Ole Miss SEC
    Oklahoma State Big 12
    TCU Big 12
    Mississippi State SEC
    North Texas Conference USA
    Utah State Mountain West
    South Carolina SEC
    California Pac-12
    UMass MAC
    Louisiana-Monroe Sun Belt
    UTSA Conference USA
    Troy Sun Belt
    Middle Tennessee Conference USA
    Georgia Tech ACC
    Wyoming Mountain West
    Florida SEC
    Houston AAC
    Illinois Big Ten
    Maryland Big Ten
    East Carolina AAC
    Rice Conference USA
    Arkansas SEC
    Bowling Green MAC
    Tulane AAC
    UNLV Mountain West
    Arizona Pac-12
    Indiana Big Ten
    Utah Pac-12
    Virginia ACC
    Missouri SEC
    Northwestern Big Ten
    Duke ACC
    Kansas State Big 12
    Washington State Pac-12
    Ball State MAC
    Appalachian State Sun Belt
    Nevada Mountain West
    Rutgers Big Ten
    New Mexico Mountain West
    Wake Forest ACC
    Eastern Michigan MAC
    Colorado State Mountain West
    UConn AAC
    Western Kentucky Conference USA

    You might ask yourself what the good of comparing only 60% of the teams is. Well, the answer is none whatsoever. But if you’re going to use this type of analyis to try and examine trends or ranking, you need to do it correctly and carry it to the end. As this clearly show, this method preffered by our Big10 friends is not an acceptable form of analyis due to it’s severe limitations.


  14. W Cobb Dawg

    Meh. Our problem has been roster management: undersigning and attrition. Considering this years signing numbers, it looks like we’ve finally, finally wised up and filled all the scollys. Now I’m eager to see how many we keep in the fold til the games begin.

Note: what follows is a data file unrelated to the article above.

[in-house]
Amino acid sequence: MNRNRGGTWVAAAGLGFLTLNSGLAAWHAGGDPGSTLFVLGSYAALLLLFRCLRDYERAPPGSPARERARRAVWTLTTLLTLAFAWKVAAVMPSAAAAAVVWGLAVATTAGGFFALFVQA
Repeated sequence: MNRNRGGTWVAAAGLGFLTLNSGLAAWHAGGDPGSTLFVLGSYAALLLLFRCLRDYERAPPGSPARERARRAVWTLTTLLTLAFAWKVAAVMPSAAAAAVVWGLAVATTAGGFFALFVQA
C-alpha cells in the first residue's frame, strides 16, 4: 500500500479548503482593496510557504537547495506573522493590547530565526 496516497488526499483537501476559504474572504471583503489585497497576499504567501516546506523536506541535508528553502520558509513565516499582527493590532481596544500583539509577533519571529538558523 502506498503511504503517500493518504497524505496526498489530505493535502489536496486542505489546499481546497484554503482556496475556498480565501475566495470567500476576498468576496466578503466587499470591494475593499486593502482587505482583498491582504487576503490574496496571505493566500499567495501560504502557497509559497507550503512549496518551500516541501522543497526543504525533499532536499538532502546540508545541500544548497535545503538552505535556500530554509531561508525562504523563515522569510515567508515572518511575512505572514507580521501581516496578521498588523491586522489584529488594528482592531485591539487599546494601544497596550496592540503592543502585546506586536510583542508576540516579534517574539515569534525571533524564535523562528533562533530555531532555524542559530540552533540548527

I have no doubt that solving the self-made roster management mess will be a major leap forward for this program.


  15. Irwin R Fletcher

    Can I raise my hand and say that using the ‘team ranking’ for your data set is borderline insane when you have the raw composite score from 247sports that you could use instead?

    Drop Kentucky and Vandy…
    The average composite score of the top 12 teams in the SEC is 258.44
    The standard deviation is 29.46,
    Here is the breakdown…
    Ole Miss–.45
    MSU- -.66
    Carolina- -.74
    UF- -1.02
    Arky- -1.27
    Mizzou- -1.41

    The message is that it’s Bama’s world and the rest are just trying to keep up.


    • Cojones

      Yes, the message is in the std dev comparisons. Georgia, nearly a half Std Dev above the ave and Mizzzou is nearly a half std dev below the ave. You could compare their recruiting against each other using this chart and the dev doesn’t amount to a hill of beans when you play each other or how you recruit.


  16. Cojones

    What’s the std dev for “snakebit”?